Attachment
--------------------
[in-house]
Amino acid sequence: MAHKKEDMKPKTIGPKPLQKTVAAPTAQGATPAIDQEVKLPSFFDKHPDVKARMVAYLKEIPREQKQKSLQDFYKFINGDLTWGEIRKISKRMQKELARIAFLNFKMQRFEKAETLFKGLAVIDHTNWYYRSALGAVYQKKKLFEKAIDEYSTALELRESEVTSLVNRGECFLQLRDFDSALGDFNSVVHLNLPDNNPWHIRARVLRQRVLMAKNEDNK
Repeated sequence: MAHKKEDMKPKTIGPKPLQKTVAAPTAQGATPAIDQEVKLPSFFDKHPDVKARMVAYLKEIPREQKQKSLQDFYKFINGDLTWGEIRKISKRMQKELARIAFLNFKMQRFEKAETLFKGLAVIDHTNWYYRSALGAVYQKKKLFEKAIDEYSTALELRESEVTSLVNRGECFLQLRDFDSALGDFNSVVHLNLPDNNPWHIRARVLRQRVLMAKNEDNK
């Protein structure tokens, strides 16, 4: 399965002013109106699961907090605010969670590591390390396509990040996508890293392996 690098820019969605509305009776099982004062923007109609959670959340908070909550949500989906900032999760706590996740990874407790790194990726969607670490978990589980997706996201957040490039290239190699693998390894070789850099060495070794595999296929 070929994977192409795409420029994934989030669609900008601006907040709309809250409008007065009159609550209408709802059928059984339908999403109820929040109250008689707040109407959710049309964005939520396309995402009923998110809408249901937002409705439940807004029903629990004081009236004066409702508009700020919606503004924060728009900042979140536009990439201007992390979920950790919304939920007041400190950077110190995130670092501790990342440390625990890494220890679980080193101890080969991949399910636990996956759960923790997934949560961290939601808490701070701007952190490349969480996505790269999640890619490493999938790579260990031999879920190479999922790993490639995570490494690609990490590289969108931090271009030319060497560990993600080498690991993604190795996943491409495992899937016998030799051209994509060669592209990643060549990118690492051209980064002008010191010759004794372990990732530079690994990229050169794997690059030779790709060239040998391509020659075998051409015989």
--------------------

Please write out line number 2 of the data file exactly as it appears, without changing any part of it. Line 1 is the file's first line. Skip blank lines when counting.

Amino acid sequence: MAHKKEDMKPKTIGPKPLQKTVAAPTAQGATPAIDQEVKLPSFFDKHPDVKARMVAYLKEIPREQKQKSLQDFYKFINGDLTWGEIRKISKRMQKELARIAFLNFKMQRFEKAETLFKGLAVIDHTNWYYRSALGAVYQKKKLFEKAIDEYSTALELRESEVTSLVNRGECFLQLRDFDSALGDFNSVVHLNLPDNNPWHIRARVLRQRVLMAKNEDNK